For example, suppose an Emirati private equity fund makes an investment into a U.K. target in consideration for a 20% shareholding. Of itself, this may not constitute a trigger event. However, under the terms of the investment agreement or in the articles of association of the U.K. target, the private equity fund may be entitled to exercise additional rights where a “swamping event” exists (e.g. if EBITDA or the net asset value of the U.K. target for the previous 12-month period falls below certain thresholds, or if a founder leaves). Where a swamping event exists, it is usual for a private equity fund to have rights such as appointing any number of directors it deems necessary and/or requiring all or certain other shareholders to vote in accordance with it at any shareholders’ meeting. In this situation, a trigger event would occur simultaneously with the swamping event because the private equity fund would be deemed to hold those swamping event rights in that event, regardless of whether it actually exercises them. Somewhat helpfully, however, the NSI Act excludes rights exercisable by an administrator or by creditors from the scope of the scope of this provision where the target entity is in “relevant insolvency proceedings.”
  4. Connected Persons: Predictably, two or more persons who are connected with each other are each deemed to hold the combined rights and interests of the connected persons collectively.
    1. Undertakings: Two or more undertakings will be connected if they are “group undertakings”. This means that an undertaking (A) will be connected with another undertaking (B) where B is a parent or subsidiary of A or where B is a subsidiary of any parent of A (i.e., A and B are “sister” companies).
    2. Individuals: Where a prospective acquirer is an individual, two individuals will be connected where they are spouses, civil partners, cohabitees or relatives of each other, or where one is the spouse, civil partner or cohabitee of a relative of the other, or where one is a relative of the other’s spouse, civil partner or cohabitee, or where one is the spouse, civil partner or cohabitee of a relative of the other’s spouse, civil partner or cohabitee. “Relative” means a brother, sister, uncle, aunt, nephew, niece, or lineal ancestor or descendant.
    Unusually, the provisions on connected persons do not provide that undertakings and individuals can be connected with each other.

Conclusion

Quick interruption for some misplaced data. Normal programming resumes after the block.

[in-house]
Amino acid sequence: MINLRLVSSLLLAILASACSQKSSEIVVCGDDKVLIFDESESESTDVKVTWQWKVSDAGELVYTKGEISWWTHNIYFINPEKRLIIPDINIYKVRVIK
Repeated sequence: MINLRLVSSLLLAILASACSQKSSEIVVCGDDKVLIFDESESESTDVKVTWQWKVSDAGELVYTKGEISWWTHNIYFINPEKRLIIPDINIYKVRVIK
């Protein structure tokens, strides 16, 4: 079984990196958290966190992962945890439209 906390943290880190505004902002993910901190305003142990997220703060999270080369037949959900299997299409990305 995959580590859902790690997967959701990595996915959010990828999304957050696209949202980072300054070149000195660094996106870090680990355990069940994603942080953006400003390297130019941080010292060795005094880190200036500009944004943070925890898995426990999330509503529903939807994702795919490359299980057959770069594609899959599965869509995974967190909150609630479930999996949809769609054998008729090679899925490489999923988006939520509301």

The foreign investment screening regime established under the NSI Act has the potential to affect not just the acquisition of U.K. target companies or U.K.-based assets. The concept of control under the NSI Act — the holding of a right or interest in an entity or asset — is widely drafted. Prospective acquirers must be alert to:

  1. U.S. (or other non-U.K.) target deals being subject to the U.K.’s screening framework where that U.S. (or non-U.K.) target has a U.K. subsidiary or U.K.-based asset.
  2. the relationships and arrangements between prospective acquirers, particularly on consortium deals and multiple-party joint ventures.
  3. post-investment, whether circumstances have or may arise that may constitute trigger events.

Criminal and civil liability — up to five years’ imprisonment and/or an unlimited fine — can result from a failure to make a mandatory notification where required. From a commercial perspective, the power for the U.K. government to review (and potentially unravel) a completed transaction within six months of it becoming aware of the trigger event (provided this is within five years of when the trigger event took place) means that this analysis is not something which prospective acquirers can afford to overlook.

  1. Advanced materials, advanced robotics, artificial intelligence, civil nuclear, communications, computing hardware, critical suppliers to government, cryptographic authentication, data infrastructure, defence, energy, military and dual use, quantum technologies, satellite and space technology, suppliers to the emergency services, synthetic biology and transport.
The Faegre Baker Daniels website uses cookies to make your browsing experience as useful as possible. In order to have the full site experience, keep cookies enabled on your web browser. By browsing our site with cookies enabled, you are agreeing to their use. Review Faegre Baker Daniels' cookies information for more details.